Most employers require at least a high school degree or an equivalency certificate for most jobs they fill. Some jobs require more advanced thought and responsibilities and, therefore, may require more advanced education. When you determine job qualifications, make sure that you focus on the applicant's ability, not just the degree. After all, there are plenty of people who have degrees but do not have the skills to do a specific job.
Education doesn't just mean school. It's important to remember that education doesn't necessarily come from a traditional academic setting. Training that a person may have received from a part-time job or an internship or previous employment may also be considered education. People sometimes have hobbies or other interests outside the scope of their employment that may cause them to take classes at a local junior college or at a community center. Be sure to keep these in mind as you write education requirements for your positions. Knowledge comes from many sources and you want to tap into as many of them as possible.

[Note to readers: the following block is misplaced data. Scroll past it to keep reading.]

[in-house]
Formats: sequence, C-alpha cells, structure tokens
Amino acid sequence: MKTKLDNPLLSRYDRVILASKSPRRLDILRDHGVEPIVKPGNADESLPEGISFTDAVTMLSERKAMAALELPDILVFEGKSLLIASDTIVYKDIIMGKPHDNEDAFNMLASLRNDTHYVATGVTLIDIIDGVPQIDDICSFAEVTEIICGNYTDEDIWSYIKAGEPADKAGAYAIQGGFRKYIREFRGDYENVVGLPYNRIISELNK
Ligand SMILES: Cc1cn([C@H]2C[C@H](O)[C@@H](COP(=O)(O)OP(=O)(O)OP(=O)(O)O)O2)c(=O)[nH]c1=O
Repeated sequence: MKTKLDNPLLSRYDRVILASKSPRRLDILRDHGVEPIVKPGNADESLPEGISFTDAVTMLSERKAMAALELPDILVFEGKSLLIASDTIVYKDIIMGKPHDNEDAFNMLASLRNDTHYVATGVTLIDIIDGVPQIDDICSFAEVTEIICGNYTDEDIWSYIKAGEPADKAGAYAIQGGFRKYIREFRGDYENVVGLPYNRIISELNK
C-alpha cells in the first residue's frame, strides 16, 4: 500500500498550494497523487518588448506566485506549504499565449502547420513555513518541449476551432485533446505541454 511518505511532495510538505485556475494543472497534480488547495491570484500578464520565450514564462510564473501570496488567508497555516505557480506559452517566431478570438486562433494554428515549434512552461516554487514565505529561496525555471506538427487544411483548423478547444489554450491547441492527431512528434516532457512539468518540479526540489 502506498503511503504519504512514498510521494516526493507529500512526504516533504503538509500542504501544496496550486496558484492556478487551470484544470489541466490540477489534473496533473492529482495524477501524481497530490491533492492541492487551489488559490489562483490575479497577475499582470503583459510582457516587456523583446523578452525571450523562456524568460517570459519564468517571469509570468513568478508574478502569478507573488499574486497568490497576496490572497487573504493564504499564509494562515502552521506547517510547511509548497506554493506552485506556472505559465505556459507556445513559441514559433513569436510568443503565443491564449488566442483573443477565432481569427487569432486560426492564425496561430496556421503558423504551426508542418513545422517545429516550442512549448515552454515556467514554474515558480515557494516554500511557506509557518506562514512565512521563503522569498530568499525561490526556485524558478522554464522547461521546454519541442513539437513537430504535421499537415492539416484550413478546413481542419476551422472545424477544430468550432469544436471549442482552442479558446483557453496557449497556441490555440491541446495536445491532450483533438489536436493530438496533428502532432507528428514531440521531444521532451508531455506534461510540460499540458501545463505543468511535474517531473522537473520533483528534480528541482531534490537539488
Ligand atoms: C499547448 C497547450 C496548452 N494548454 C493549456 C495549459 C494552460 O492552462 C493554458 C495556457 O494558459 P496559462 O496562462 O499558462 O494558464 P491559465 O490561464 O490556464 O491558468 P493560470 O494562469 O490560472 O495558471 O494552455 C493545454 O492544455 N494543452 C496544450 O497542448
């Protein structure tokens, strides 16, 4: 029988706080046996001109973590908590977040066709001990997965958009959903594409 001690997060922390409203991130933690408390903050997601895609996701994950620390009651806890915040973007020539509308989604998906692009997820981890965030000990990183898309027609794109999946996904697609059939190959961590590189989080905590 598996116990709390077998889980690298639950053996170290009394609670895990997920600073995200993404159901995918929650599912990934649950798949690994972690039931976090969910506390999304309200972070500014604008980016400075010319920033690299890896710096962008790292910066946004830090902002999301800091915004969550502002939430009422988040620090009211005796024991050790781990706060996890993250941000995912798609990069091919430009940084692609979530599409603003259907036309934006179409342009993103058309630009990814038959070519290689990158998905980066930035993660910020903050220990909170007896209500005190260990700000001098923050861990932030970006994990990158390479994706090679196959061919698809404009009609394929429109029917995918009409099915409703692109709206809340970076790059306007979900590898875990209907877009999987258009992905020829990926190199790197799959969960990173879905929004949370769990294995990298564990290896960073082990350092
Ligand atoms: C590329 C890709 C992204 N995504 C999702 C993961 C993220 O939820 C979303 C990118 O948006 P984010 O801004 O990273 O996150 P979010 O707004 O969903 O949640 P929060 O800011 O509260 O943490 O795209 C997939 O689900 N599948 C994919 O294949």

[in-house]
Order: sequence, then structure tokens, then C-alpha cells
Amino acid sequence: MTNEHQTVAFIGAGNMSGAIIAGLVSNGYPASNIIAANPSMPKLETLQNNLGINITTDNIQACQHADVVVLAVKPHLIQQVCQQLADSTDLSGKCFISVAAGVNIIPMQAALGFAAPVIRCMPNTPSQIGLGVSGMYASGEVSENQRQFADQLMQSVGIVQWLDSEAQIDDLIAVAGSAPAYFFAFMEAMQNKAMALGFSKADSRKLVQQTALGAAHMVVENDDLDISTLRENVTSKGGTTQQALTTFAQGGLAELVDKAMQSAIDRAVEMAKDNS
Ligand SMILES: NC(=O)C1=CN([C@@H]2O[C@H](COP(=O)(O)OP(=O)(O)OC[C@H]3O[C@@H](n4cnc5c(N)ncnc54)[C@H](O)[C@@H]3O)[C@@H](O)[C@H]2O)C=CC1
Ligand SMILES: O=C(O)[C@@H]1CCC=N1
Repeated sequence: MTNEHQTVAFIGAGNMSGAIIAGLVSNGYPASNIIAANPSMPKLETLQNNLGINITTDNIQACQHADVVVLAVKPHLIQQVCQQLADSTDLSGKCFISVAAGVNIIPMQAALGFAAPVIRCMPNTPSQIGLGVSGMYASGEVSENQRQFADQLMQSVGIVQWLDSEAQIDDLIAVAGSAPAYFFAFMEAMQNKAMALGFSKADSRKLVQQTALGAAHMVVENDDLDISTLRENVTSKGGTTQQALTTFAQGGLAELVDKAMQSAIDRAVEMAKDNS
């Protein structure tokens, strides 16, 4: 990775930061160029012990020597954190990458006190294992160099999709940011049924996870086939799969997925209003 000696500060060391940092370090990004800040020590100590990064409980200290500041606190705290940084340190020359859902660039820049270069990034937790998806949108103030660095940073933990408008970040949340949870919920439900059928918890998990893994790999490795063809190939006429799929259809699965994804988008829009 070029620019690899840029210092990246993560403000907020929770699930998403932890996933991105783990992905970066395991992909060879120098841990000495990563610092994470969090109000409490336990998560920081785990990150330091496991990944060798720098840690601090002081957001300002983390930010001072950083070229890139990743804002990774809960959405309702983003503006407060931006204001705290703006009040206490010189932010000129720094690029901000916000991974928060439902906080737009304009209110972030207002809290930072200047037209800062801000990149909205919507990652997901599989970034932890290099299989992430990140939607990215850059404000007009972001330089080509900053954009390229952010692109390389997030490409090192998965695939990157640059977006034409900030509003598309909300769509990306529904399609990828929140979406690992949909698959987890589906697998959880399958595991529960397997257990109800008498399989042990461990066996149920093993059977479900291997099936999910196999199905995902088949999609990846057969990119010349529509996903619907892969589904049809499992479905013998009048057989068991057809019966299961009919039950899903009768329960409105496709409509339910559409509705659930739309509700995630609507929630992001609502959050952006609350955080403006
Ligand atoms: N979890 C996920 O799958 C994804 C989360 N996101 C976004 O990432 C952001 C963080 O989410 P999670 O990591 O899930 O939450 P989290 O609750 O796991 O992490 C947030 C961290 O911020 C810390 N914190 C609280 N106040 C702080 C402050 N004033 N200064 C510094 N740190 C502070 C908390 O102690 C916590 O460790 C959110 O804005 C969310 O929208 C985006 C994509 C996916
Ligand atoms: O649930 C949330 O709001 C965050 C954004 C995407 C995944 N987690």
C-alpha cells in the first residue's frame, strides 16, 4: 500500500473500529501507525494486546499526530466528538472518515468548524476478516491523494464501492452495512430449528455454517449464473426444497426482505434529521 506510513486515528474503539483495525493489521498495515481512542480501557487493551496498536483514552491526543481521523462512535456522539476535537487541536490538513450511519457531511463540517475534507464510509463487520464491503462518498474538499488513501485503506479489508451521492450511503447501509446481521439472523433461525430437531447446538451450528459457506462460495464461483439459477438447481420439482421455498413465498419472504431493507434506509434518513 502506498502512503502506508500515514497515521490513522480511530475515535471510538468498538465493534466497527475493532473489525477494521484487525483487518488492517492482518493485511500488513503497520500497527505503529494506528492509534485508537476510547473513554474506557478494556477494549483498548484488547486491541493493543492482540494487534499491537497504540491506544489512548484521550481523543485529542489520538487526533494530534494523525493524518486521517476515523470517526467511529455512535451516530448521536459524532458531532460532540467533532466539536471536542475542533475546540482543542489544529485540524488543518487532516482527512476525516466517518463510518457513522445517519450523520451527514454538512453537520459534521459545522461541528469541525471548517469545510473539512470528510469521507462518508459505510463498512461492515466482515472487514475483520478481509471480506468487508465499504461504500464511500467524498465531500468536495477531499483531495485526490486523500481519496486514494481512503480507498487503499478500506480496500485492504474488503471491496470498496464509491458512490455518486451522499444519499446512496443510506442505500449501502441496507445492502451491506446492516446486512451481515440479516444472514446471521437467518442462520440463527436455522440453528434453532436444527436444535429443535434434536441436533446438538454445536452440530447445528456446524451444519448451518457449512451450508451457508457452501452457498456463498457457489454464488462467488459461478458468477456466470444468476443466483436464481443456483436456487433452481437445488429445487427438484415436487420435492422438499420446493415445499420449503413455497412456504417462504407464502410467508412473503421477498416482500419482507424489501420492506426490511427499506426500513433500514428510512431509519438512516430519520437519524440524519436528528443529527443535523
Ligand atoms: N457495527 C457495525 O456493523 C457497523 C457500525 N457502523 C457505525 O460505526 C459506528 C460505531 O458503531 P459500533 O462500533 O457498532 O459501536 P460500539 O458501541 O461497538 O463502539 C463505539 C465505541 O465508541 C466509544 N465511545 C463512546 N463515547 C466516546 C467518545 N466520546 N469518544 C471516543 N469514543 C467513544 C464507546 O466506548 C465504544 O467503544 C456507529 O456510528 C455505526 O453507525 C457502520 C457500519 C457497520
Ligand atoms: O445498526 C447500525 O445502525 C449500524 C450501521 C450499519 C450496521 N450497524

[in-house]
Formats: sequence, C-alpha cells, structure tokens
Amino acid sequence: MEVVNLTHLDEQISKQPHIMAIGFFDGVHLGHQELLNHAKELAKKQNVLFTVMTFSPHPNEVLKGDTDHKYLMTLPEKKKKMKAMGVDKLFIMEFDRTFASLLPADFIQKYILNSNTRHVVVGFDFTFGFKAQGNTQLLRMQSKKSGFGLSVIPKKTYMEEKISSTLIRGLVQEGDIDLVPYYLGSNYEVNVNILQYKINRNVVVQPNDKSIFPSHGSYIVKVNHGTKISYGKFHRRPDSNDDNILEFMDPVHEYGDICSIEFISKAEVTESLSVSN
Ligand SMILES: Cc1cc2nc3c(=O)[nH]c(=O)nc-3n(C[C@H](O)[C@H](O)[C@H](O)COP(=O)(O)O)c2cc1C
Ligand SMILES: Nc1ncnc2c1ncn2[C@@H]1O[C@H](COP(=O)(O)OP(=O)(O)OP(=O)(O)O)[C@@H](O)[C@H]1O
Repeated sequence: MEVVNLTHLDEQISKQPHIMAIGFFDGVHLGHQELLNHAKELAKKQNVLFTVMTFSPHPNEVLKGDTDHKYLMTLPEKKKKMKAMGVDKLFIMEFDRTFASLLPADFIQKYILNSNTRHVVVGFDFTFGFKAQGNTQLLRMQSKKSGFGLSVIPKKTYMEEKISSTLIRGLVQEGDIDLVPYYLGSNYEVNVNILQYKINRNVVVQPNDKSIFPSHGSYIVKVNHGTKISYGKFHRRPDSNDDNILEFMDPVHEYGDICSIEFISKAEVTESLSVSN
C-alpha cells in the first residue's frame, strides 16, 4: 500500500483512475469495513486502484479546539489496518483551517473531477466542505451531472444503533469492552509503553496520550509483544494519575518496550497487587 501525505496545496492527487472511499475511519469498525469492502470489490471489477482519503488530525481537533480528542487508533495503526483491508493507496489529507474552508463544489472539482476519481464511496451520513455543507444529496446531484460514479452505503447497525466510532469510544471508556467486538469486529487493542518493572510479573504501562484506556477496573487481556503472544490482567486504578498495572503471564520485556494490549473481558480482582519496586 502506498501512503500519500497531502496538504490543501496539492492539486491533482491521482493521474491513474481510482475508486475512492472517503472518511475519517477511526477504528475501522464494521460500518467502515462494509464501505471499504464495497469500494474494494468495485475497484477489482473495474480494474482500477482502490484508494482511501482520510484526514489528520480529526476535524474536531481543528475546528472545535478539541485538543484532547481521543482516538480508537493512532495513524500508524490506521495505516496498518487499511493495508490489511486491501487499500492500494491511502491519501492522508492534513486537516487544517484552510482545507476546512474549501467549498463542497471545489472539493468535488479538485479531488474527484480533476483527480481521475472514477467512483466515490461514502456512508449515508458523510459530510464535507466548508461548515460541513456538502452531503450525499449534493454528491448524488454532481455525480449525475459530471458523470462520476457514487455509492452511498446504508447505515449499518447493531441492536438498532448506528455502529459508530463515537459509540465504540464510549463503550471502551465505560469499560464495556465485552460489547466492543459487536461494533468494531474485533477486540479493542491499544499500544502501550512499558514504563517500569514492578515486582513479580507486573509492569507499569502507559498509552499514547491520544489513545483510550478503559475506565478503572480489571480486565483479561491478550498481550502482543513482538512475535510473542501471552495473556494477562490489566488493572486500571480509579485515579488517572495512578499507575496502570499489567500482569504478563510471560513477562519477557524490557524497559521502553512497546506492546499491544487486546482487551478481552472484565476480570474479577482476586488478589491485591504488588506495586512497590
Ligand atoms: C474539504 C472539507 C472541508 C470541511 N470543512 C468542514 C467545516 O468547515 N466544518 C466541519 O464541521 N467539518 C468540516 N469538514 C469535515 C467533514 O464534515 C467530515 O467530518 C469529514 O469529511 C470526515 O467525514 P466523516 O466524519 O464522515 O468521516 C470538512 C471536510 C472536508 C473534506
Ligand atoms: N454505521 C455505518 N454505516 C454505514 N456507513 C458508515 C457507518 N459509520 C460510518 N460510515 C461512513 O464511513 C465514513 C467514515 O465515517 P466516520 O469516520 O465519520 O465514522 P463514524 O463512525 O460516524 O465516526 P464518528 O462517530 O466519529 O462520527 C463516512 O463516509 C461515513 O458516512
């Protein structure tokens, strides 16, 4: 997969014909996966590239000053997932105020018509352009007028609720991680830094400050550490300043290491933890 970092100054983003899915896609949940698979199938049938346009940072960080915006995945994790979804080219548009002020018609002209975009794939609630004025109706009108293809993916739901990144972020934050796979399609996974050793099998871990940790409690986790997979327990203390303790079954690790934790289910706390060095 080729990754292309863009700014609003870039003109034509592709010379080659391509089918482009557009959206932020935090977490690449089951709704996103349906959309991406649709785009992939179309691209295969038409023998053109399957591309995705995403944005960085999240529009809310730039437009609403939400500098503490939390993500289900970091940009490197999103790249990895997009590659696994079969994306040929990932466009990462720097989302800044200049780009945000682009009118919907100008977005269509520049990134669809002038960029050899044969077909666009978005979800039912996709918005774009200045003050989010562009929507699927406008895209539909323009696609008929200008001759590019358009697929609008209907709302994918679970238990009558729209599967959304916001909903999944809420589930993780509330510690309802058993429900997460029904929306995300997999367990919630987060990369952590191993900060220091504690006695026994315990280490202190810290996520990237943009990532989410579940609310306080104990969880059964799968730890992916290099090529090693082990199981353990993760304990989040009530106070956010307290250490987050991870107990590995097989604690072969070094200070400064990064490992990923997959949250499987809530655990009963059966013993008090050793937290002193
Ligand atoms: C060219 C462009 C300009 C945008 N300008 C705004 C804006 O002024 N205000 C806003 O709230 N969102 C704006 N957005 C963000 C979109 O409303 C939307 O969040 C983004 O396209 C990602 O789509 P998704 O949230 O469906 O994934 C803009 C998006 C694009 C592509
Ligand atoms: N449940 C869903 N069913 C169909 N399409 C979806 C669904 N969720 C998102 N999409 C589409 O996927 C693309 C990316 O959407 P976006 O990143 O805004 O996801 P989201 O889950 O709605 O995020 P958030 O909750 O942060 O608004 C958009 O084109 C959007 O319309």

For employers of 15 or more. There are some lawyers and consultants in the field of employment discrimination who will advise you to drop all degree requirements, relevant or not, because they invite discrimination claims. However, the Equal Employment Opportunity Commission (EEOC) says only that employers can't set educational requirements so high that they tend to restrict certain protected groups of people from getting hired or promoted. Again, the safe road to take is to focus on skills, not on a piece of paper. If you do require a degree or level of educational attainment, be prepared to justify why the degree itself is a necessary requirement as opposed to an ability.